Some conservative areas are looking to extricate themselves from the liberal city and county governments that run them, but they face a looming question of how to pull off that declaration of independence.
The process of seceding or incorporating to form a new city varies widely from state to state given the idiosyncrasies of local laws, but some requirements appear frequently across different states.
Most states require some form of election on the issue, according to a summary of municipal incorporation procedures by the Carl Vinson Institute of Government.
In Arizona, however, residents can incorporate through a petition without an election. Two-thirds of registered voters in the area must sign a petition stating they are in favor of forming a new city, and the petition is sent to the county board of supervisors.
In some states such as Alaska, residents must show a need for a new city, something that becomes more difficult if the proposed area is within an organized borough.
Another common requirement is an incorporation committee to explore the feasibility and merits of forming a new city. California, Nevada, and Vermont all involve such committees in their incorporation processes.
The process can become a lengthy one lasting years, especially if the local government fights residents on the incorporation effort.
In California, for example, the incorporation committee must define and articulate incorporation goals, raise funds, collect signatures, compile the application, work with the Local Agency Formation Commission, testify at hearings, and negotiate changes in the proposal. Even after all that has been accomplished, the proposal may take a year of formal review.
Many states require a new city to have a minimum number of residents in the proposed area.
In Colorado, a new city must have more than 2,000 people. In Illinois, the minimum number of residents is 2,500. Some states have much lower minimums such as Kentucky, which requires only 300 residents, and Missouri, which requires a mere 200. New York, a state where the incorporation process can be extremely challenging, nevertheless does not have a minimum number of residents.
The state legislature often has a role in approving a new city, a factor that can be quite disruptive to the process and even politicize the issue. If the majority party or the governor decides the new city does not support their policy goals, they could refuse to grant a charter to a new city, even if most residents want it.
In North Carolina, any area that wants to incorporate needs approval from the North Carolina State Assembly. Likewise in Florida, residents must submit a feasibility study to the state legislature, which will ultimately determine whether the city charter is approved.
In Georgia, an area that wants to secede must follow several steps: the community must form a nonprofit organization, have a minimum number of residents, and commit to providing at least three services such as law enforcement, fire emergency services, electric or gas services, among other requirements. Then they must get a state lawmaker to introduce a bill in the general assembly to have the proposed city put on the ballot.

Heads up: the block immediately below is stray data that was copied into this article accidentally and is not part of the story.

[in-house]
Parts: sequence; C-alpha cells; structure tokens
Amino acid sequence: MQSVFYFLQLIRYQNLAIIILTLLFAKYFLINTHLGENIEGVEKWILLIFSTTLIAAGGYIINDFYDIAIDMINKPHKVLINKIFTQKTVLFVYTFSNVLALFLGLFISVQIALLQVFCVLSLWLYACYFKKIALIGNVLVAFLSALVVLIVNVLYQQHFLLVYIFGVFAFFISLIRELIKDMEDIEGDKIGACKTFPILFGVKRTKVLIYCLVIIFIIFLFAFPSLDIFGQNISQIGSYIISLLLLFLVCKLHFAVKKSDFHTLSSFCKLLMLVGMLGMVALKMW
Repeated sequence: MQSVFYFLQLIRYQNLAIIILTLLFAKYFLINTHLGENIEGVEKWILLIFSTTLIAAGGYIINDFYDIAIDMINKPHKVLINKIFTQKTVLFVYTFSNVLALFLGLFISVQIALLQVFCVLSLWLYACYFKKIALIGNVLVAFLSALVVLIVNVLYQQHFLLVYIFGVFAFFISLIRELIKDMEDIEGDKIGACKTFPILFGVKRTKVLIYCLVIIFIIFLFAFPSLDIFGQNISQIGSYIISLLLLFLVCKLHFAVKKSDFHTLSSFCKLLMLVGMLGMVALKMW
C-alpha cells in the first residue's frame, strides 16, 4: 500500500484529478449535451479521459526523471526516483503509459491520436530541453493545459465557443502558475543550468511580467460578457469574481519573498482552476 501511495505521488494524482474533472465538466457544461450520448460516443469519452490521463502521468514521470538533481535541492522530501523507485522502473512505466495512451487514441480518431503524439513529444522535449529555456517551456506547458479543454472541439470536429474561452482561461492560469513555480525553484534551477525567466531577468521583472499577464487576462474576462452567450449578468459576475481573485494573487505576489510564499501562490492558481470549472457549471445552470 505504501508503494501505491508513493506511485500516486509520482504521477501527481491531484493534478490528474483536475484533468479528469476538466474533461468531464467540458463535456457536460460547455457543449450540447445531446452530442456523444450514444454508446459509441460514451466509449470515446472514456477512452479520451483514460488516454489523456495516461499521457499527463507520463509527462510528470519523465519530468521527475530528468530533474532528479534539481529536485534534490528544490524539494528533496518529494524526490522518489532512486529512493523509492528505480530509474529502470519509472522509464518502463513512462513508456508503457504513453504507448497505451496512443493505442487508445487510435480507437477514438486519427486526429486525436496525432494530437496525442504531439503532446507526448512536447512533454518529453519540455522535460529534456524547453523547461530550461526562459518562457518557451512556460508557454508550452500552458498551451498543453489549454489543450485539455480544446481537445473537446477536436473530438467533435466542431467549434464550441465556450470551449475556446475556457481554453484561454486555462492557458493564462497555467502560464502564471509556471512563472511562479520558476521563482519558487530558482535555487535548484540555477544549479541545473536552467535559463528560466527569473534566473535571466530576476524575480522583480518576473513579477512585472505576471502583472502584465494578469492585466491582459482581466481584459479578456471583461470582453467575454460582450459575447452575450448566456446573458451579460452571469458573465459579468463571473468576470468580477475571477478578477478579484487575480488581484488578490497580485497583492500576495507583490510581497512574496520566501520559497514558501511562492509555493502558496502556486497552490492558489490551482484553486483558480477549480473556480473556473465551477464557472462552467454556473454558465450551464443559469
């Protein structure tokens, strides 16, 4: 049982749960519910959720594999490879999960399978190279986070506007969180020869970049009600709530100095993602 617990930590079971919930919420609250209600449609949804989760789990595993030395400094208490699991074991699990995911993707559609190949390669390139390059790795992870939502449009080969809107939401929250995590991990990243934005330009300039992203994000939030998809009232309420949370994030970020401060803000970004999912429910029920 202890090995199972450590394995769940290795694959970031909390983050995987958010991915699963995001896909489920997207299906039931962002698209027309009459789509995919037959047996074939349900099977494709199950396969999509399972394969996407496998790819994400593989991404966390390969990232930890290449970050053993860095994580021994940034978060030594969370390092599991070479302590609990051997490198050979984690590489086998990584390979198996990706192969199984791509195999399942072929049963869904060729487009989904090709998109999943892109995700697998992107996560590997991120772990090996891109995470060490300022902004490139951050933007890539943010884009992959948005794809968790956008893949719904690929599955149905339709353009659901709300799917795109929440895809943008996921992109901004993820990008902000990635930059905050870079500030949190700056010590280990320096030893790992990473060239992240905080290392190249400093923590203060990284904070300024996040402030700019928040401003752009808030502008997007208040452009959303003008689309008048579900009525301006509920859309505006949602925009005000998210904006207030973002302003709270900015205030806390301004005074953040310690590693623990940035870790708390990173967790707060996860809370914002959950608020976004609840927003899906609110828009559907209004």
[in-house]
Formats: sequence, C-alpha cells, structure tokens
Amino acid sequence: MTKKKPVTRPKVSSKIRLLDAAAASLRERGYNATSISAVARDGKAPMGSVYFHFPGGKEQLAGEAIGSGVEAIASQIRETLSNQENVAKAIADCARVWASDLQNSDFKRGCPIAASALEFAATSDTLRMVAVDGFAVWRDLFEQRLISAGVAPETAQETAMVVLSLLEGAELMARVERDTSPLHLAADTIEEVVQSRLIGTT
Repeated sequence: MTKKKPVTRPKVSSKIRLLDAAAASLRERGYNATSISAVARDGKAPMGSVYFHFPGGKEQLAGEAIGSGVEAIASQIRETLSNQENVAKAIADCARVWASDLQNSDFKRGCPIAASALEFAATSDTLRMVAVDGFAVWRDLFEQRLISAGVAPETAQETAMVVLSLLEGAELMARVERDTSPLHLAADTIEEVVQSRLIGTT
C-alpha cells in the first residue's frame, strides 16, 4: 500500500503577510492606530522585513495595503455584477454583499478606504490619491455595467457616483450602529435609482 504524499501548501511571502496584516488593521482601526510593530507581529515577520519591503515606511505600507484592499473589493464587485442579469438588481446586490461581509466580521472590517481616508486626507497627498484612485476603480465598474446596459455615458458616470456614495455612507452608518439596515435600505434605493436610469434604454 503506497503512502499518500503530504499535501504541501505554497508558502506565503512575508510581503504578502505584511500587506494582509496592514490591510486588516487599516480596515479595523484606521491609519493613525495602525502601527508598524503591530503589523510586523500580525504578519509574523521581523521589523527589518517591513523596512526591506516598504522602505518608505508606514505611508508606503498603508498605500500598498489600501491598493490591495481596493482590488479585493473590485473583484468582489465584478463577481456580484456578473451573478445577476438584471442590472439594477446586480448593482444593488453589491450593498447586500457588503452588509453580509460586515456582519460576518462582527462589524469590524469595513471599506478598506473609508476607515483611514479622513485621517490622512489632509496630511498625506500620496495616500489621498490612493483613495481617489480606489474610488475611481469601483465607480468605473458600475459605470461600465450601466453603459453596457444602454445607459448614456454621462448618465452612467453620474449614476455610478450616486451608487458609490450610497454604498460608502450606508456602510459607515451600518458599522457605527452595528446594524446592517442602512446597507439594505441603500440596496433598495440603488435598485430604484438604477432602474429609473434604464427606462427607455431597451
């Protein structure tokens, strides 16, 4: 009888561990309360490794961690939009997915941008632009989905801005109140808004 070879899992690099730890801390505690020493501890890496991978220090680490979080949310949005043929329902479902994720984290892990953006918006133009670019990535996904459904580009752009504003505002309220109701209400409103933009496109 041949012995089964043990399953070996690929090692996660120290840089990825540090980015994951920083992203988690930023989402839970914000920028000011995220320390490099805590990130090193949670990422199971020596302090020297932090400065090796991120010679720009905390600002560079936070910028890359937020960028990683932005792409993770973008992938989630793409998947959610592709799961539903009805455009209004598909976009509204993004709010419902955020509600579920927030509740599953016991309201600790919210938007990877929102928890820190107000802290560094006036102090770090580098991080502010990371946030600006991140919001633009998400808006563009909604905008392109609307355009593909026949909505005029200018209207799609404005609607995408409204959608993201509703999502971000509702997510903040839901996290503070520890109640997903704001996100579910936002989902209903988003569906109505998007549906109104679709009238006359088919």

State lawmakers have proposed a bill to incorporate Buckhead, an affluent Atlanta neighborhood that for decades has kept the city afloat with taxes from its wealthy residents but is now the target of rising crime.
A complication for new cities particular to Georgia law is that the state constitution prohibits establishing new, independent school systems. Lawmakers have tried several times in recent years to pass legislation to scrap that rule, but none has passed. That means that residents of Buckhead City would seemingly have to somehow attend Atlanta schools, which would require Atlanta’s permission — even though the state constitution also guarantees an education to all children.
“The most basic reason that areas attempt to incorporate is to exercise local control over community character and destiny,” the Seattle-based Municipal Research and Services Center (MRSC) wrote in a 2016 guide for residents of unincorporated areas in Washington state.
“The idea of local control with its accompanying responsibilities may not, however, be appealing to those areas that are content with county government or that desire to eventually become a part of a nearby incorporated community,” the MRSC wrote.
Forming a new city and breaking away from an oppressive local government has no cookie-cutter process. Each locality presents its own unique intricacies and challenges that residents must be willing to navigate and overcome.
Despite the many obstacles, however, many determined bands of Americans in areas around the U.S. have shown over the years that they believe the difficulty is worth the trouble.